Volume XI, Issue 21 ~ May 22-28, 2003

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Our Say on Scandal in the News Business

A scandal at the top of the journalism food chain is rippling through newspapers across America.

We’re speaking here of disclosures last week in The New York Times that one of the paper’s young star reporters, 27-year-old Jayson Blair, defrauded his paper and his readers by lying in stories.

Blair made up quotes and scenes. He stole materials from other papers. He pretended to write from places he hadn’t visited. The Times laid bare all of his transgressions in a four-page spread that sent chills down the spine of all of us in the news business.

We don’t play in the same league as The New York Times. But the scandal that has shaken perhaps the world’s best newspaper has lessons for everybody in the news business, including us.

The sordid tale also carries a disturbing local angle; Blair is a recent product of the University of Maryland and labored for the Diamondback and for the university-run Capital News Service. (Stories he wrote there also are being examined for problems.)

Newspapers are gleeful to get out the cat o’ nine tails when politicians are sloppy, stupid or unethical. (Sometimes all three at once.)

So it’s only fitting that newspapers, even community papers like ours, examine our own doings when the bright light of scandal shines on our business.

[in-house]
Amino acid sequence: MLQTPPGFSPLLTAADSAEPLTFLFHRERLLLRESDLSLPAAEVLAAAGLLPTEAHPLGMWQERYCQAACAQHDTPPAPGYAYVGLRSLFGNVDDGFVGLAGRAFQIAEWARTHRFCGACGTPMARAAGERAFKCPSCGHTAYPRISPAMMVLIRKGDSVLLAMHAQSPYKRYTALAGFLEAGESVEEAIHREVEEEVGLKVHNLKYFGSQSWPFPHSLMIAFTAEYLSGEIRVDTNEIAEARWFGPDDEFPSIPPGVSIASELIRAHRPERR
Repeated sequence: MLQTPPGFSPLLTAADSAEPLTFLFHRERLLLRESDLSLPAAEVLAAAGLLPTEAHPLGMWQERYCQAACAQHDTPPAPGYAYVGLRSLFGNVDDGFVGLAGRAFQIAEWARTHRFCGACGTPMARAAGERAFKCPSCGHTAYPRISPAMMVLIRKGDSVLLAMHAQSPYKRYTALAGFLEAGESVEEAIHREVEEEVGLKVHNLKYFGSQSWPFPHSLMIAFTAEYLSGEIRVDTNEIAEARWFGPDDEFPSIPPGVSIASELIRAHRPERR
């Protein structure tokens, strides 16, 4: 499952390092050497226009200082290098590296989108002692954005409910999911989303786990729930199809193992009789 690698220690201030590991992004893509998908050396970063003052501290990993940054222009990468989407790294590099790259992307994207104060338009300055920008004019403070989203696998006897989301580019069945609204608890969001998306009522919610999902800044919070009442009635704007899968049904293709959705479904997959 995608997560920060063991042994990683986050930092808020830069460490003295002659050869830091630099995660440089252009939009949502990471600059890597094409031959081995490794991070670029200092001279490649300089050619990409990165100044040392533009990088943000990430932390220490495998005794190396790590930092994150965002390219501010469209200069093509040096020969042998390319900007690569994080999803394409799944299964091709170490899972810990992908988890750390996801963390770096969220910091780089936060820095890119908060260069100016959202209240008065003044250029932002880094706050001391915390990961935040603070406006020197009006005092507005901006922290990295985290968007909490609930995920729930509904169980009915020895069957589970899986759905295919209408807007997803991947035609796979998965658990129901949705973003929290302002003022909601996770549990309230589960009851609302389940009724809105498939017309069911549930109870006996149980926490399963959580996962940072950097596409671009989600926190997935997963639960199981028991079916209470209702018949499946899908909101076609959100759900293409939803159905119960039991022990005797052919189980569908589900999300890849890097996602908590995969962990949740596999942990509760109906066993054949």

At Bay Weekly, we’ve had only one such problem that we know of. Years ago, when a fellow editor wrote to say that one of our reporter’s stories tracked too closely with one of his reporter’s, we investigated. He was right, and our staffer was dismissed within a week.

You also may notice that from time to time, that we run what we self-flagellatingly call our Department of Corrections, where we admit to mistakes, inadvertent typos or flat-out stupidity.

We may joke about the name we have given our blunder corner, but we take accuracy seriously. The principals at Bay Weekly have worked in journalism and teaching for six combined decades. We know the words we put in print create the record, and we’re dogged both in searching out the facts and in teaching that old trick to new newshounds. Lazy reporting and writing isn’t tolerated.

Newspapers’ deadlines aren’t for the faint of heart. At crunch time, stories still are being crafted. Words and ads throughout the paper are being changed. Deadline is met with brutal efficiency, no whining allowed.

Yes, mistakes get made.

Then it’s our responsibility to correct them and to say we were wrong.

But writing the news is not fiction writing. Whether at The New York Times or Bay Weekly, living up to your trust needs to be the standard for every edition.



© COPYRIGHT 2003 by New Bay Enterprises, Inc. All rights reserved.
Last updated May 22, 2003 @ 1:43am